How do we “ward off the buffoonery and blathering, the racism and sexism and homophobia, the distortions and demonizing, the rhetorical cruelty, the cover-ups, the abysmal ignorance and flat-out lies that suck the marrow from our souls as the 2016 presidential marathon gains momentum”? -Parker Palmer, Breathing New Life into “We The People”
Seriously, how do we??
I want to be an informed voter, to be aware of what’s happening in our country and to understand what the Presidential candidates hope to accomplish. But I just don’t know who or what to believe.
How can so many candidates believe they have the Absolute Truth and the One and Only Answer to all of our country’s problem? How can each of them be right and all the others be wrong? Why do hostility, distrust and self-righteousness have to be the status quo for election years?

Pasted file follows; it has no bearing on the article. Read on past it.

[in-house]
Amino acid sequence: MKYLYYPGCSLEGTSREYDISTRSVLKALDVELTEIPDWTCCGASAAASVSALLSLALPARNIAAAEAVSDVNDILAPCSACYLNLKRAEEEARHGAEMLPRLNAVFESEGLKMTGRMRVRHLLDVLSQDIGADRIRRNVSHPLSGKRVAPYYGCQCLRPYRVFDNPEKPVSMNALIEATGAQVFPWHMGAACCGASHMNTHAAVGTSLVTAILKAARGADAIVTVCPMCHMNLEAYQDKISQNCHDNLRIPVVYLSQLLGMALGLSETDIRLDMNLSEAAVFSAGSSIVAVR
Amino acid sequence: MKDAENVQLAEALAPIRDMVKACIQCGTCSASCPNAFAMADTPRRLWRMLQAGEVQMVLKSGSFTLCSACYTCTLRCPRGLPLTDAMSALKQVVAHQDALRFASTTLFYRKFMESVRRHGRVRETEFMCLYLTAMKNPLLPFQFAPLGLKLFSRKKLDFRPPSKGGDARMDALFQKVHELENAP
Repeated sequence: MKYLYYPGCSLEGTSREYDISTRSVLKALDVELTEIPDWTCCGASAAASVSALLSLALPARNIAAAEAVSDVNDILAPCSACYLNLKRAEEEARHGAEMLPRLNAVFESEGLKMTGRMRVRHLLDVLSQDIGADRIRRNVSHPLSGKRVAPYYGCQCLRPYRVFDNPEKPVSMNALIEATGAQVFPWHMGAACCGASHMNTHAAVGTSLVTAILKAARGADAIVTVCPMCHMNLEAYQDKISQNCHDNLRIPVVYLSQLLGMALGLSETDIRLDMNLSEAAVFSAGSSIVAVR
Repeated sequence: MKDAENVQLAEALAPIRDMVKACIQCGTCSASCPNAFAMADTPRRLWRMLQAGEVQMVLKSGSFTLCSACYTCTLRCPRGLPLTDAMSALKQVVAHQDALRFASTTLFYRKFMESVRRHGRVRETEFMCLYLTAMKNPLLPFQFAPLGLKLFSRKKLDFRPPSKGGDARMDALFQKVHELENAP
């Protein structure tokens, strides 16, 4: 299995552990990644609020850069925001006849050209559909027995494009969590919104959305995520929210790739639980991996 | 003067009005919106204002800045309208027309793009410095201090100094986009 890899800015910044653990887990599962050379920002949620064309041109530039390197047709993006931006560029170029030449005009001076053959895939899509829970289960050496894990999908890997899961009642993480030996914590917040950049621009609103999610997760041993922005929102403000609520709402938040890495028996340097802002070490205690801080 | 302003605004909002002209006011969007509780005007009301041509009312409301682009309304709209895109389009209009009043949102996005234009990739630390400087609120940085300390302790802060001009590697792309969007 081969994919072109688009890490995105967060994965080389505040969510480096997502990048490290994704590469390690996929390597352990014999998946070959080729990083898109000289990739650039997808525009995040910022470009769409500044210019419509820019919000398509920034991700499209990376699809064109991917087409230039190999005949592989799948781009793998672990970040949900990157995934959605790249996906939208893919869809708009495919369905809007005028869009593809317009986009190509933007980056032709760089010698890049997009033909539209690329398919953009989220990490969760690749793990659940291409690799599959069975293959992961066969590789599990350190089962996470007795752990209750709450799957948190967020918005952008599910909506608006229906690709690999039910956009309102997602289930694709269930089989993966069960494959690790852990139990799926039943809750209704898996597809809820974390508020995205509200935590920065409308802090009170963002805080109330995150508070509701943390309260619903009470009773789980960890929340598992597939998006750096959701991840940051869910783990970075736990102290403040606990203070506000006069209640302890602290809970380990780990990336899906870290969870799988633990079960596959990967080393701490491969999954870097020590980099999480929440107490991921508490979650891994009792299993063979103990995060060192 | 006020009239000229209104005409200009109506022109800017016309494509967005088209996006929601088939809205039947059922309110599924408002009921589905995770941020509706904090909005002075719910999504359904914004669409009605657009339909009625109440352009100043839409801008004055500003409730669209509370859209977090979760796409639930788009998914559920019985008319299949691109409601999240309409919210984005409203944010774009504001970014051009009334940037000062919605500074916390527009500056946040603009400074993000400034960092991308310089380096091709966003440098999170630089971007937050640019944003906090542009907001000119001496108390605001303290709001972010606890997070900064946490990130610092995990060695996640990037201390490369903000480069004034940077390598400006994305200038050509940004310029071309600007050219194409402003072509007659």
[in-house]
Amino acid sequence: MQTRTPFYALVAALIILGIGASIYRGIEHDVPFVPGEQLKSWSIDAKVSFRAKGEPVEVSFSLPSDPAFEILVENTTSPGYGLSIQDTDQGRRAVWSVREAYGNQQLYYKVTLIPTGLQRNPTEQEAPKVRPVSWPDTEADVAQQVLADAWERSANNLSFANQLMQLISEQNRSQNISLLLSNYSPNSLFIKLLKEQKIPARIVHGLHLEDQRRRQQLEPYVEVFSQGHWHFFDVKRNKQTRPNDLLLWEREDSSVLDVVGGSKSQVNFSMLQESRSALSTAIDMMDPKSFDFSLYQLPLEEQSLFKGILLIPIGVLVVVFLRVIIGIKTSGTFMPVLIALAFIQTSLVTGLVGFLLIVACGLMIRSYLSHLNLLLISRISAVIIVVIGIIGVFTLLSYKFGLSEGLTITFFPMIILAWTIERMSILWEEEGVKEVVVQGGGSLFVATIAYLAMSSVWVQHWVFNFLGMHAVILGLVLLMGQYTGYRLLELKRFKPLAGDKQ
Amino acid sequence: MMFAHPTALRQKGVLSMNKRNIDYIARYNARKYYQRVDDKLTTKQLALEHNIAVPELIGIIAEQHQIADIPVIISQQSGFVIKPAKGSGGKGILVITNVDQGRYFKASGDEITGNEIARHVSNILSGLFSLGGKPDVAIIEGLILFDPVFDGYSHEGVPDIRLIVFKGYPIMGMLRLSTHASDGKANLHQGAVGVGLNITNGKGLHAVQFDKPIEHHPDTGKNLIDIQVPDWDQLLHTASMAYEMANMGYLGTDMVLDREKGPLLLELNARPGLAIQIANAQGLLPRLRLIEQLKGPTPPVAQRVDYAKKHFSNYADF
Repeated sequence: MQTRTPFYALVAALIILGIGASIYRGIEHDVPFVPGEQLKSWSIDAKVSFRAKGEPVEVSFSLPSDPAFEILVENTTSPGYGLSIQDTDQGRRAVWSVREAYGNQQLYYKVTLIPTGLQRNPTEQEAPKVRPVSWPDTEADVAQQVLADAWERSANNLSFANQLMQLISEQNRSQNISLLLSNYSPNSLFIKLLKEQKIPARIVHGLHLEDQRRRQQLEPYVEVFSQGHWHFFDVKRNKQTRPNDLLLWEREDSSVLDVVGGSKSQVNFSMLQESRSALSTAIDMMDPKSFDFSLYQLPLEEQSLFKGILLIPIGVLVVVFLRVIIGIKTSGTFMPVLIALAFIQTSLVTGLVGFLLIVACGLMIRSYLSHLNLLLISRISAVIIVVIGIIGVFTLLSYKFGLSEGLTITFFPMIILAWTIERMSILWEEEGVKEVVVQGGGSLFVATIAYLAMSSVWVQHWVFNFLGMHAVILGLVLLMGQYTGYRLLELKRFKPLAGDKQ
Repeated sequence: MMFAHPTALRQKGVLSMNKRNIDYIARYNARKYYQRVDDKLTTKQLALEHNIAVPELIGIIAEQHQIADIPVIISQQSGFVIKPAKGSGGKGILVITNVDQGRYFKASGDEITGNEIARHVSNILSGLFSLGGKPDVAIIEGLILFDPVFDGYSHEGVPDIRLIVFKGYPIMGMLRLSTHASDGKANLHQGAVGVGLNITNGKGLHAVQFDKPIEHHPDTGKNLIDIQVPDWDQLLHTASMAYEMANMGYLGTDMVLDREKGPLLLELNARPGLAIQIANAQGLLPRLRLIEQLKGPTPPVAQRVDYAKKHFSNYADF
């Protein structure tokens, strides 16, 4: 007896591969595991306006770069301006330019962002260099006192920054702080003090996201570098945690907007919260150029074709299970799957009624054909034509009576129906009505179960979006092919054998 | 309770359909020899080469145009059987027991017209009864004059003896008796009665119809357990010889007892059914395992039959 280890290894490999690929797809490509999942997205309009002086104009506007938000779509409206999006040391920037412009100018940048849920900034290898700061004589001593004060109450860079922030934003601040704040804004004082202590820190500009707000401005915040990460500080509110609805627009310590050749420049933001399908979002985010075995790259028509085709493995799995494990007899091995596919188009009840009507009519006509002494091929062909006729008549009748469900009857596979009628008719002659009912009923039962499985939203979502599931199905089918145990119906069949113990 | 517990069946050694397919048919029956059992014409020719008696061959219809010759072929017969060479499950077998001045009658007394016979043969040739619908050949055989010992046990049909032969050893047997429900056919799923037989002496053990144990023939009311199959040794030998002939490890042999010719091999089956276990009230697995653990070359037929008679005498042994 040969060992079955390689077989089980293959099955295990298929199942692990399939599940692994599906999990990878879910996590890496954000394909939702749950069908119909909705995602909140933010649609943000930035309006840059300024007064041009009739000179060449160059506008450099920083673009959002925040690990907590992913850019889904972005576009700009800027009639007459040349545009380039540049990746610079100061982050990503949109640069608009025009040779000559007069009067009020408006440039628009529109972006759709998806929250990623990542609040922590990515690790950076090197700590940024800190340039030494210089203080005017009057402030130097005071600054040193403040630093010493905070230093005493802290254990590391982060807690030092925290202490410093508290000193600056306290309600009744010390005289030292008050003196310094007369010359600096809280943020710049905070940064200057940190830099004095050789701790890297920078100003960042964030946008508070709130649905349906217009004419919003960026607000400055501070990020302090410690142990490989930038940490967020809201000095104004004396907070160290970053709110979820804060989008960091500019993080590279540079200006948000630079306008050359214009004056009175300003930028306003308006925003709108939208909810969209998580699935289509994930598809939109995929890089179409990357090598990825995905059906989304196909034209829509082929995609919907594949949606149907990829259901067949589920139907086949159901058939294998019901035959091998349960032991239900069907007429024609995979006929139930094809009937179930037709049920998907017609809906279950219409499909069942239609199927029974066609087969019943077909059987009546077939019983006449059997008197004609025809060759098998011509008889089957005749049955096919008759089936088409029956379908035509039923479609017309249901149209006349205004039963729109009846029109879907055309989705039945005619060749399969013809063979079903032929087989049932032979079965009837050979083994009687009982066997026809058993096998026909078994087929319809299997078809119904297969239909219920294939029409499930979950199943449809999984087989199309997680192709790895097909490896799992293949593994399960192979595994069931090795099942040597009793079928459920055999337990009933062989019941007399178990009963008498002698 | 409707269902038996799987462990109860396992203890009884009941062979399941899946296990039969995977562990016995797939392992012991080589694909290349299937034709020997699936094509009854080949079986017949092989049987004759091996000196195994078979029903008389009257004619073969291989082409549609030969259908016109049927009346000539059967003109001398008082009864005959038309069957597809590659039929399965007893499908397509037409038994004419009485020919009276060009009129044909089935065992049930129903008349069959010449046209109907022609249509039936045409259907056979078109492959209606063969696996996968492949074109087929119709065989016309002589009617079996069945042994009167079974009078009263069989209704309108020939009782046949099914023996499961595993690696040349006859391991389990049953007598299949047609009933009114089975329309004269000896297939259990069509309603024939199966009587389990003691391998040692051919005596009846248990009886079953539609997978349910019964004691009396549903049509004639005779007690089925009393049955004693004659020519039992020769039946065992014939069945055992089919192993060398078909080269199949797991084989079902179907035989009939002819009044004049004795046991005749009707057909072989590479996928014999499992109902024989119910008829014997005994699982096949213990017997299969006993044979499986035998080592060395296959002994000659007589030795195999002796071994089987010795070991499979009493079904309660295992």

As the media and candidates spin their stories, I sit and spin (remember those?) and I’m dizzy. It makes one want to “hole up for the duration”; to turn off the news and hide every Facebook post that is political. There are some candidates or issues that bring a visceral response—my stomach hurts, my heart beats faster, I get tempted to respond or post my own political comments (likely, equally as uninformed as the post that pissed me off).
So why do I put myself through it? Why did I stay up late to see that, ultimately, a coin toss could determine who would be the Democratic “winner” of the Iowa caucuses? Why do I engage in political conversations that cause discomfort?